• [0048]
    A keyword search 524 may be used to search within recipes identified by the first identifier 552 as operated upon by tags 521-525. Further search limitations may be included using, for example, Boolean operators in conjunction with a date range 526, or other desired limitations or operations. For example, the user may select one or more of the tags 521-525, one or more keywords within the keyword search 524, and a date range within the date range 526, which all operate through Boolean AND functions (for example) to identify one or more recipes within a result region 530 of the user interface 500.
  • [0049]
    The result region 530 illustrated in FIG. 5, for example, includes a first data 532 and a second data 534 in the result region 530. The first data 532 may be, for example, a MS WORD (MS WORD is a registered trademark of Microsoft Corporation, Redmond, Wash.) file containing a cherry pie recipe. The user has associated the cherry pie recipe in the first data 532 with its profile in accordance with the present invention. The first data 532 associates the cherry pie MS WORD document with tags labeled pie and cherry. The second data 534 may be, for example, a scanned recipe from a book or magazine for a sandwich.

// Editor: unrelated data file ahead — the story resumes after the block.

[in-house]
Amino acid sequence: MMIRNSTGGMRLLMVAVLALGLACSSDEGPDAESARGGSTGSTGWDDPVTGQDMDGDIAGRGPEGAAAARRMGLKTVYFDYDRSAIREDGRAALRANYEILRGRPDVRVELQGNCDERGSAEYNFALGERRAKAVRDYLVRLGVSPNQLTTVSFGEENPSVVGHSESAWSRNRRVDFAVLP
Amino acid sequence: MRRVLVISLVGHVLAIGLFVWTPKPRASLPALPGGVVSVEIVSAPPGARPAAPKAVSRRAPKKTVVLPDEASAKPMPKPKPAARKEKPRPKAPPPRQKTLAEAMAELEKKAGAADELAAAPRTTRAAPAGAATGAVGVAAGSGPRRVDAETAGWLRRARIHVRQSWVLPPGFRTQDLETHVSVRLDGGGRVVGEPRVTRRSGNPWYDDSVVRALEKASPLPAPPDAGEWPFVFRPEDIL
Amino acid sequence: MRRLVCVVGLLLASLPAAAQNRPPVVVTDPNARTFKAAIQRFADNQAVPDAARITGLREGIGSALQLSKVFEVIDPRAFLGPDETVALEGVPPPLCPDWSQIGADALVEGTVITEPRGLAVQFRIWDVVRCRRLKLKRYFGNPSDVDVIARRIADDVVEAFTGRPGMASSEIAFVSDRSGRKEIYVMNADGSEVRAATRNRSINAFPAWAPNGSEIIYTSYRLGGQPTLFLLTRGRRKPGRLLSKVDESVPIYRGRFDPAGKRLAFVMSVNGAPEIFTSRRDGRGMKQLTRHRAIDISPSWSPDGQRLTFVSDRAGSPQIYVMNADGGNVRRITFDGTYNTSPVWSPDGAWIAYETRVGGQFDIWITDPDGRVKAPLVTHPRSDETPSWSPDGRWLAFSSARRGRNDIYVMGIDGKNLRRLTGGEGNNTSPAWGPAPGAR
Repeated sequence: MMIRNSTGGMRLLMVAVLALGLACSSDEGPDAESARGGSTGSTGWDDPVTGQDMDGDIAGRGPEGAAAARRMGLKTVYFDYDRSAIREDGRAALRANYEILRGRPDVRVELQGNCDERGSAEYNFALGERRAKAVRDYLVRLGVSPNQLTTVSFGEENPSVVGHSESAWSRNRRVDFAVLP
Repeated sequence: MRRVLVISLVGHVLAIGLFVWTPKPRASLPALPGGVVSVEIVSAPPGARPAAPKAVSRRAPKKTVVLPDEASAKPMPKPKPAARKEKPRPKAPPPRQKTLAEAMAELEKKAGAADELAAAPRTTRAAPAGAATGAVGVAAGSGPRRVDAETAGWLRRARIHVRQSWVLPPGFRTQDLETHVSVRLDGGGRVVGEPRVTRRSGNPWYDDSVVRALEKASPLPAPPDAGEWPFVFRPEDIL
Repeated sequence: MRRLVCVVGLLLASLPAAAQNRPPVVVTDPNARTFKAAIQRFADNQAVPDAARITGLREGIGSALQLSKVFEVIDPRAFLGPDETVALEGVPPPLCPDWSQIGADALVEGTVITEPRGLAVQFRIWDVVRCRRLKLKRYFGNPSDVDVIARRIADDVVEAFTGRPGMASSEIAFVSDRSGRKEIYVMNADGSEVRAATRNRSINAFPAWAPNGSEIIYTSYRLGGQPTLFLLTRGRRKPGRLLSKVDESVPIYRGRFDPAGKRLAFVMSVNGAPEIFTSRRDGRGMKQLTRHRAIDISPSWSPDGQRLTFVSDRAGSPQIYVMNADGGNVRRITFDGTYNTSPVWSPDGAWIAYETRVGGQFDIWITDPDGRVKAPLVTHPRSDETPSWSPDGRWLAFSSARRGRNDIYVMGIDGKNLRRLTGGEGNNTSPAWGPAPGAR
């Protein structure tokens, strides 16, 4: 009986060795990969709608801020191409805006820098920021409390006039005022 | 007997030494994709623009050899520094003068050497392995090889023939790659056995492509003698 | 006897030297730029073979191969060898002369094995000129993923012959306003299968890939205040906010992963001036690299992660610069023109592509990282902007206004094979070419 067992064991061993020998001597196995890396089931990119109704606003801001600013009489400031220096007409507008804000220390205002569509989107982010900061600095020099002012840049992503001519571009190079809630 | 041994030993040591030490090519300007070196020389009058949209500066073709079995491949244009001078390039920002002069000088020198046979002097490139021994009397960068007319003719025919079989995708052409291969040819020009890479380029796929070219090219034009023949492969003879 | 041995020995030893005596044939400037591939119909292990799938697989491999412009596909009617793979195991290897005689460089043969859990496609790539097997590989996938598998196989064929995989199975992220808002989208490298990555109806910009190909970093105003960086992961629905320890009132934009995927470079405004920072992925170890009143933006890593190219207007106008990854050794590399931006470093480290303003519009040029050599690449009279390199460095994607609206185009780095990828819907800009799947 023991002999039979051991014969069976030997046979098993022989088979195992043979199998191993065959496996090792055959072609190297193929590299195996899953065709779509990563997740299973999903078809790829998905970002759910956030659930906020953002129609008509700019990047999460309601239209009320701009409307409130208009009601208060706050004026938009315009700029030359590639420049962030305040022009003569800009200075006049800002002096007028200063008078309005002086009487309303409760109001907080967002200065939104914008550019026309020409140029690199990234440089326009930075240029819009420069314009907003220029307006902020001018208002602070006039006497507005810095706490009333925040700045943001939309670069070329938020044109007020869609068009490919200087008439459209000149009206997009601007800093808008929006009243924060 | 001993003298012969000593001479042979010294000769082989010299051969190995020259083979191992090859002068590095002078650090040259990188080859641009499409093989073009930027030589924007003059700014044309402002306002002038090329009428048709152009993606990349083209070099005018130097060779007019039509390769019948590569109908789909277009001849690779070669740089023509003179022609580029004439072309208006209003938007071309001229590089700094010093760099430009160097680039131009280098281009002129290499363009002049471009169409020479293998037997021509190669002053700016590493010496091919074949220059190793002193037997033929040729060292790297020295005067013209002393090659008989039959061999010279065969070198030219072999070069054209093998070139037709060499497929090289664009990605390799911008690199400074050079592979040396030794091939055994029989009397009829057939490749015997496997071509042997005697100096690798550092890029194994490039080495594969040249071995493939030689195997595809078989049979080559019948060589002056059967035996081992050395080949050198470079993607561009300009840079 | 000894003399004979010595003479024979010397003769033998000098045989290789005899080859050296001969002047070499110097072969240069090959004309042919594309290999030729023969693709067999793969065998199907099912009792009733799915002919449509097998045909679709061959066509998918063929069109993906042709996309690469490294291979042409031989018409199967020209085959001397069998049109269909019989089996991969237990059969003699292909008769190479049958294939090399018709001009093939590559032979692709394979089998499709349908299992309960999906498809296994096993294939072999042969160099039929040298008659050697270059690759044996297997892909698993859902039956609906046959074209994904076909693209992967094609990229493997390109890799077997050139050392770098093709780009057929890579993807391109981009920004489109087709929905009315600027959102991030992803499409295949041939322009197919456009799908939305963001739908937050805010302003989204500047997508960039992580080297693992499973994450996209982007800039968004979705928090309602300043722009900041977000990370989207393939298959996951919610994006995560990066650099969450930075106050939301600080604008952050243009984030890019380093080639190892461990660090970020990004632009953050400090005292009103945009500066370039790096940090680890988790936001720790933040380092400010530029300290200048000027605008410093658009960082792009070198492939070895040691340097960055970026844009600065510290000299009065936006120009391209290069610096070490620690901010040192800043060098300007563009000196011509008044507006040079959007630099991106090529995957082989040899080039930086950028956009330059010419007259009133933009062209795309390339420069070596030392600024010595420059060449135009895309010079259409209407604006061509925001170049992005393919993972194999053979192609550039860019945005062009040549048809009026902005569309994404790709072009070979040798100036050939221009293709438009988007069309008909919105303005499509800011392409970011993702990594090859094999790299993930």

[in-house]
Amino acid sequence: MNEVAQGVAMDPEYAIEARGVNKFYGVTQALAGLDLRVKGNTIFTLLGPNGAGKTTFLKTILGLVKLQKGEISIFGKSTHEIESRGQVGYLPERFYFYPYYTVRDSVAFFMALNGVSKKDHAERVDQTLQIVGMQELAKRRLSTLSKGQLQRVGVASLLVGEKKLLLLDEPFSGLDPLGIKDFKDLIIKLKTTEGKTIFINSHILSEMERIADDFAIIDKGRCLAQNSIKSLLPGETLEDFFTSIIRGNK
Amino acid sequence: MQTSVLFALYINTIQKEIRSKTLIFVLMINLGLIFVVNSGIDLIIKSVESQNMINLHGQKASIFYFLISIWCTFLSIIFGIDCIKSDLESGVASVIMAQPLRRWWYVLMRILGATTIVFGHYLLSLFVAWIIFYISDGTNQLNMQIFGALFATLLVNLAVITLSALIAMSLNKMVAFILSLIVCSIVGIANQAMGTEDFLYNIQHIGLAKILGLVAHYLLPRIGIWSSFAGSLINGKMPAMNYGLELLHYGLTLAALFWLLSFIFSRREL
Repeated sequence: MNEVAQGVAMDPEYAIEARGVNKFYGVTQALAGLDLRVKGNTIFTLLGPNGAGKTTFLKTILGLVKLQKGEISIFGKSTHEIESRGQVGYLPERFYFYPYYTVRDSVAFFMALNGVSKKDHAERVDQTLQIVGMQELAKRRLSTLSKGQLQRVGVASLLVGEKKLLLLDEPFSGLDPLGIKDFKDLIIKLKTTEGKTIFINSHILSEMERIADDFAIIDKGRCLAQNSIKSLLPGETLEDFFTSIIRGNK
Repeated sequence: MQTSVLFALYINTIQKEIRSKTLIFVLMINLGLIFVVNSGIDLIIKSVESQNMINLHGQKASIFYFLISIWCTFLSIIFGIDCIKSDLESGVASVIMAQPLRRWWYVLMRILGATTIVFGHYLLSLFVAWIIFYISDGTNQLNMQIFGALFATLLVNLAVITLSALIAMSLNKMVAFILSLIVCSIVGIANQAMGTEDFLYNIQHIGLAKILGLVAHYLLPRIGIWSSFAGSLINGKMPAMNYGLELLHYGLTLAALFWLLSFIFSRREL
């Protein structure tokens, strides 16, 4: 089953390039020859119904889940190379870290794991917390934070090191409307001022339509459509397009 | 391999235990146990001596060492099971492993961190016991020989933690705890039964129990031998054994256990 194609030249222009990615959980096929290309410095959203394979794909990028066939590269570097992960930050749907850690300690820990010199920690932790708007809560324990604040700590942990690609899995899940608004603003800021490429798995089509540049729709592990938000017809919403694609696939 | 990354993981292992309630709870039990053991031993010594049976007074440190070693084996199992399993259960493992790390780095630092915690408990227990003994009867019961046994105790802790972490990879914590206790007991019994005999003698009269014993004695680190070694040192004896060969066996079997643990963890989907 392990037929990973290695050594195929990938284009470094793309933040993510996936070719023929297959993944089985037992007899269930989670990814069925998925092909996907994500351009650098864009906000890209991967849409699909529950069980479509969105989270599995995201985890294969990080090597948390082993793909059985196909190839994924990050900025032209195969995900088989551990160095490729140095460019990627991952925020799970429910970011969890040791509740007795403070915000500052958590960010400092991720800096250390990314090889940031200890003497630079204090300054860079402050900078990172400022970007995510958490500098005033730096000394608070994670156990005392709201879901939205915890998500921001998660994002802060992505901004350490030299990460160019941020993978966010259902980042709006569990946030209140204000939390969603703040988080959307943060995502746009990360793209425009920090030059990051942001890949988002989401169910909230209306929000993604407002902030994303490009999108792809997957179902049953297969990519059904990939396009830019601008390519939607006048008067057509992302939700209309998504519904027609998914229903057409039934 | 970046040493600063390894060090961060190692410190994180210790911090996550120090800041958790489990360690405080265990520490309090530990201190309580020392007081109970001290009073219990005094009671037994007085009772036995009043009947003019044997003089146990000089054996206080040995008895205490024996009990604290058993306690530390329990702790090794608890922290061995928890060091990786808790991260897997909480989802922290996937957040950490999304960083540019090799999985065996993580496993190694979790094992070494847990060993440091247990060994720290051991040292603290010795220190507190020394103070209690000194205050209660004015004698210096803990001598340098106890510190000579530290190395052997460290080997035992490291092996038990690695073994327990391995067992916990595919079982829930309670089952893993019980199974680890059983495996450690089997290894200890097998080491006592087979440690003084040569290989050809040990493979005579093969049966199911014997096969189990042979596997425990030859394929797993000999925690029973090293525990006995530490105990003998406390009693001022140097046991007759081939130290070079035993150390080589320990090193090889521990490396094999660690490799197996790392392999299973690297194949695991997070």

• [0050]
    The first data 532 and the second data 534 are each illustrated in FIG. 5 to incorporate one or more soft buttons 536, such as, for example, a preview button 540, a standard view button 541, a tag button 542, a share button 543, a revision button 544, a note button 545, and a history button 546. In FIG. 5, for example, the standard view button 541 is illustrated as selected such as by highlighting, changing font size, changing font type, changing color, or other observable change. The soft buttons 536 may be used to invoke alternate views and associated functions operable on their associated profiles in accordance with embodiments of the present invention.
  • [0051]
    FIG. 6 is an example of the user interface 500 illustrating unstructured data having associated profiles used to manage the unstructured data in accordance with embodiments of the present invention. The first region 520 is illustrated with the tags 521-525 expanded to a dessert category 602, a main dish category 604, a nut free category 606, an uploaded by category 608, and a file type category 610. Expanding the tags 521-525 provides for the user to see, for example, that the dessert category 602 includes a listing 612 including “cherry” and “pie” within the category 602. Categories such as the uploaded by category 608 and the file type category 610 may be created automatically by an unstructured data management system in accordance with the present invention, in addition to user created and defined categories.
  • [0052]